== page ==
Code-named T100T, it is the Daytona Tiger, directly evolved from the machine which took Buddy Elmore to victory in America's gruelling 200-mile classic race this year. Racing know-how benefits other models, too, for the new frame of the Daytona Tiger is employed also for the existing single-carburettor 349 cc Tiger 90 and 490 cc Tiger 100 models.
Up among the six-fifties, the TR6 Trophy steps out to claim a bigger share of the limelight, with a boost in performance yet no loss of lower-end flexibility. For both the Trophy and the magnificent Bonneville there is a redesigned oil pump with increased scavenge capacity.
Trim and smart in a coat of blue and white, the popular little 199 cc Tiger Cub speeds on into the new season in its present form. Smallest Triumph of all, the 99 cc T10 Automatic scooter blossoms out in a choice of two duo-tone colour schemes, or the familiar flamboyant red.
Down has come the chopper on three long-established tourers (349 cc Twenty-One, 490 cc Speed Twin and 649 cc Thunderbird) and with them vanishes_ the nacelle headlamp once a characteristic of the marque. From now on, every Triumph has the bracket-mounted headlamp.
Improvements affecting all twin-cylinder models include transfer of the lighting switch from the left side panel to the headlamp body, a restyled dualseat, new and louder horn and a gear-box mainshaft redesign.
New feature is a cylindrical Wilmot-Breeden steering-head lock built into the fork crown.
That 490 cc Daytona Tiger? Power output is a meaty 39bhp from 7,400 rpm. Helping to produce that kind of urge are bigger inlet valves, full Bonneville-specification cams, and tappets with shallow radius feet.
Exhaust valves are the same size as those used in the Tiger 100, but are made in steel with a higher heat resistance performance.
Then there's the cylinder head, fed by two 1 1/16-in-choke Amal Monobloc carburettors on slightly splayed inlet stubs Both carburettors are supplied from the float chamber of the left-hand instrument. Compression ratio is 9 to 1.
With the new C-range frame, the steering geometry of the latest Daytona Tiger, Tiger 90 and Tiger 100 comes into line with that of the six-fifties.
It has a new steering-head lug giving a 3-degree reduction in head angle; at the same time, rear-end rigidity is enhanced by bracing the fork pivot to plates welded to the rear sub-frame assembly.
Moreover, seat height and centre of gravity are brought down by in to give better stability, and the frame comes out at 2 lb lighter than the one it replaces.
Topping the frame is the new sports seat. It is slimmer at the nose, slightly raised at the rear and with attractive transverse ribbing. For both the Daytona Tiger and Tiger 100, the colour scheme is Pacific blue and Alaskan white. Distinguishing scheme for the Tiger 90 is hi-fi scarlet and white.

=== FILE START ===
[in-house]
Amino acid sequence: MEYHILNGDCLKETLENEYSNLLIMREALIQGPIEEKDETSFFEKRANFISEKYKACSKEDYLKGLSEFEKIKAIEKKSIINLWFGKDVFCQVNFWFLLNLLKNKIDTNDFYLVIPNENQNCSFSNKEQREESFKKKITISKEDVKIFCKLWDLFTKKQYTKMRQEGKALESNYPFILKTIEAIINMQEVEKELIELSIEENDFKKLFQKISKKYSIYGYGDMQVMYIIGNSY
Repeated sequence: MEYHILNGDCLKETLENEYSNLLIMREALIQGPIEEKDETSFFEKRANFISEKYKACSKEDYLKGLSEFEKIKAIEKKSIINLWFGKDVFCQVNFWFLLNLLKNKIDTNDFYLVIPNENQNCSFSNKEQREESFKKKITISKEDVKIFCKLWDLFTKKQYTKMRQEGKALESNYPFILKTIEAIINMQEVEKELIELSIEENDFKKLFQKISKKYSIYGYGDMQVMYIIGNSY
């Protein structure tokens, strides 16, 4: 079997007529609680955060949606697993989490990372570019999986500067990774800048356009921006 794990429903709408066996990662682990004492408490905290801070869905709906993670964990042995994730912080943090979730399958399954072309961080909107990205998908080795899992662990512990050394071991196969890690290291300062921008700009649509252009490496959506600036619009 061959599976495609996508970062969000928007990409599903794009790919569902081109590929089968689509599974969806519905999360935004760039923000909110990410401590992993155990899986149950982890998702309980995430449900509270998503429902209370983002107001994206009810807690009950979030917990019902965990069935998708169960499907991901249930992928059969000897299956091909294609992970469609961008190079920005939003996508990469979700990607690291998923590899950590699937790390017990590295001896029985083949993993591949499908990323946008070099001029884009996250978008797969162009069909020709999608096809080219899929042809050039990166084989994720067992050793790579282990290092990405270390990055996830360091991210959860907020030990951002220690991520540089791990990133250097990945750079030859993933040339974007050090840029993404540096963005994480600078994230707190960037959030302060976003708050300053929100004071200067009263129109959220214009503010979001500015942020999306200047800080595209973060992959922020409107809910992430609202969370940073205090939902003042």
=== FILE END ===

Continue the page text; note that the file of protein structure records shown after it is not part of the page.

Applicable to the C-range trio and also to the pair of 649 cc models is a gearbox revision. Principally, this brings mainshaft spline profiles into conformity with British Standard Specification. At the same time the opportunity has been taken of mounting the clutch hub more securely on the mainshaft.
An extended threaded section on the end of the shaft permits use of an aircraft-type locknut, in place of the original plain nut and tab washer. The new shaft can only be used in earlier gear boxes if new pinions, too, are fitted.
Queen of the Meriden range, the twin-carburettor 649 cc Bonneville shares the general Triumph modifications, and greets 1967 in an eye-catching livery of aubergine and white. Aubergine? That's a rich, and very regal-looking purple. First, though, comes the TR6 Trophy—and this is a very different Trophy from its predecessors.
The single carburettor is retained, but the specification now includes Bonneville exhaust valves and exhaust camshaft, tappets with 1 1/8in-radius feet, and inlet valves increased in size to 1 19/32in-diameter. Yet the inlet camshaft has 'soft' contours. An unusual formula? Sure is! But it is the one which swept the police-type Saint to world-wide renown.
That's just it-the 1967 Trophy is virtually a plainclothes cop, able to tank along at 25 mph in top gear yet with rocketing acceleration all the way from there up to three figures. Indeed, an amazing performance.
Baby of the motor-cycle range, the 199 cc Tiger Cub has endeared itself to many thousands of riders. Low in first cost, hard-working yet cheap to run, it will endear itself to thousands more; the under-200 cc capacity, attracting a lower insurance rate, is only one of the points in its favour.
Lightweight singles, powerful twins-but Triumphs are active in the scooter world, too. The name is carried by the 99 cc T10 Automatic, a machine unmatched for simplicity of operation. How simple? Just a throttle to make it go and brakes to stop it!
No clutch lever or gear pedal to worry about, for the drive to the rear wheel is by a sophisticated system (governed by engine and road speed) which pretty nearly thinks for itself.
There's even an inbuilt safety switch operated by the rider's weight. The T10 can be started in the normal way, but unless the rider is properly aboard and ready to roll, it won't budge an inch.
As before, the scooter comes in a finish of translucent ruby, but now there are two alternative two-tone schemes, of either mimosa and ivory, or blue and ivory. There's a bodywork modification, too; previously of one-piece design, the weathershield panels are now individually replaceable. Advantage to the owner is cheaper repair bills should the T10 suffer a bump.Enjoy more The Classic MotorCycle reading in the monthly magazine. Click here to subscribe.